Corporate members: restriction of group relief
The scheme of group relief depends for its integrity on the fact that losses and other amounts available for relief can only be surrendered against profits of a corresponding period. And as soon as arrangements for transfer of a company to another group or consortium come into existence, an accounting period is treated as coming to an end (ICTA88/S410). This provision, coupled with the disallowance of trading losses in certain circumstances where there is a change in ownership of a company (ICTA88/S768) broadly ensure that the potential tax benefit attaching to trading losses remains with the economic undertaking or group which gave rise to them; in other words they prevent the losses being sold to an economically unconnected concern.
However, prior to the enactment of FA94/S227A by FA07/S33 the unique feature of Lloyd’s 3-year accounting (LLM2200 and LLM2210) was an exception. The effect of this is that a loss in year 1 does not become tax effective until year 4, providing ample time for a loss making Lloyd’s corporate member that is leaving the market to be sold to a group with no economic interest in it other than the benefit of the tax losses. The company can join the new group in, say, year 3, in time for the losses, which are by then established, to become effective in year 4. The concern is focused on companies leaving the Lloyd’s market, because if they are loss making companies that are continuing, it is presumed that any acquiring group is content to be exposed to continuing insurance risk, which may justify the benefit of relief.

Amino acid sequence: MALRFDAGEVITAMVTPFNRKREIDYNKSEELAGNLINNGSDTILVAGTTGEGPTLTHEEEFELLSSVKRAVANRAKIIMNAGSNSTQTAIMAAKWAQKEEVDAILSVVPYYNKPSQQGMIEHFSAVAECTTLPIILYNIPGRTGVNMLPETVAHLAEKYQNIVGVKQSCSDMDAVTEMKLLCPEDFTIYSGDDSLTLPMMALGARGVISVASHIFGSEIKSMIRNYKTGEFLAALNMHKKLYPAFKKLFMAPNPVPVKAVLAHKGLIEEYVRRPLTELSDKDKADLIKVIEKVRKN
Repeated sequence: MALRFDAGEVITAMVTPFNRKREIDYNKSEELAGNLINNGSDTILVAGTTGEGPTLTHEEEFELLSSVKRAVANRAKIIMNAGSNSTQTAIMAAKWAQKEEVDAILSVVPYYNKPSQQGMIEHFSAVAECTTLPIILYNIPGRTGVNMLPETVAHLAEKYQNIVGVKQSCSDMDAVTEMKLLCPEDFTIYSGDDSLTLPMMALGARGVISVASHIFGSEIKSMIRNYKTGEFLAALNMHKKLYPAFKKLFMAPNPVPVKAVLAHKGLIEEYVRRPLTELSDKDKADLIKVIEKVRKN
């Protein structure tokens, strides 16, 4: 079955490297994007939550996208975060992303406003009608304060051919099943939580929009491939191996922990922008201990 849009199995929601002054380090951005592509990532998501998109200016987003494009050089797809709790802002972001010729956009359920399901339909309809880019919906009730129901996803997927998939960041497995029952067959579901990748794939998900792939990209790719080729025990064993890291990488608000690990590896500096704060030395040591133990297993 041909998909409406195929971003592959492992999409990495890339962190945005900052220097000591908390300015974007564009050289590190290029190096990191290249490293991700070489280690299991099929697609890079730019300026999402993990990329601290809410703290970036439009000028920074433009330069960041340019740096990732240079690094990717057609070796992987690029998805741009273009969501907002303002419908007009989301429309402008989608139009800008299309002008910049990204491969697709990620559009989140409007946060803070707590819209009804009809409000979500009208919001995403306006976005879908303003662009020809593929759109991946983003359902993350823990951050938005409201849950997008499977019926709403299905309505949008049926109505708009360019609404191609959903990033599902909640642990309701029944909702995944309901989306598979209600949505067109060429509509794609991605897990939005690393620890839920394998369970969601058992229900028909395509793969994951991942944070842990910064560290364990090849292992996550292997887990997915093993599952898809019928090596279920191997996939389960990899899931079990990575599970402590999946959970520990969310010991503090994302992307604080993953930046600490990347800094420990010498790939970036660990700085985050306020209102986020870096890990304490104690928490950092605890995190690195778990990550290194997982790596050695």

The legislation operates by creating a ‘group relief continuity condition’, which, in addition to the normal requirement for the claimant and surrendering companies to be in group relationship for the surrender period, also requires the Lloyd’s corporate member (as surrendering company) and the claimant company to meet the usual group or consortium relationship conditions (ICTA88/S402 (2) or (3)) for the period
- beginning with the last day of the last active underwriting year of the corporate member, and
- ending with the first day of the first underwriting year in which the losses of the last active underwriting year are declared (under the declaration basis - see LLM4060).
The reference to ‘first underwriting year’ ensures that, where the surrendering company goes into run-off, and so declares in several years, it is the first of these that is counted. The effect of this is to require the group or consortium relationship to be maintained from the end of the year in which the loss was actually sustained until the end of the claim period. This prevents the use of foresight as described above.
‘Last active underwriting year’ means the last underwriting year (calendar year) in which significant underwriting activities take place. This prevents the legislation being avoided by continuing the trade in an attenuated form.
The legislation applies where the required group or consortium relationship between the claimant and surrendering companies is first created on or after 21 March 2007.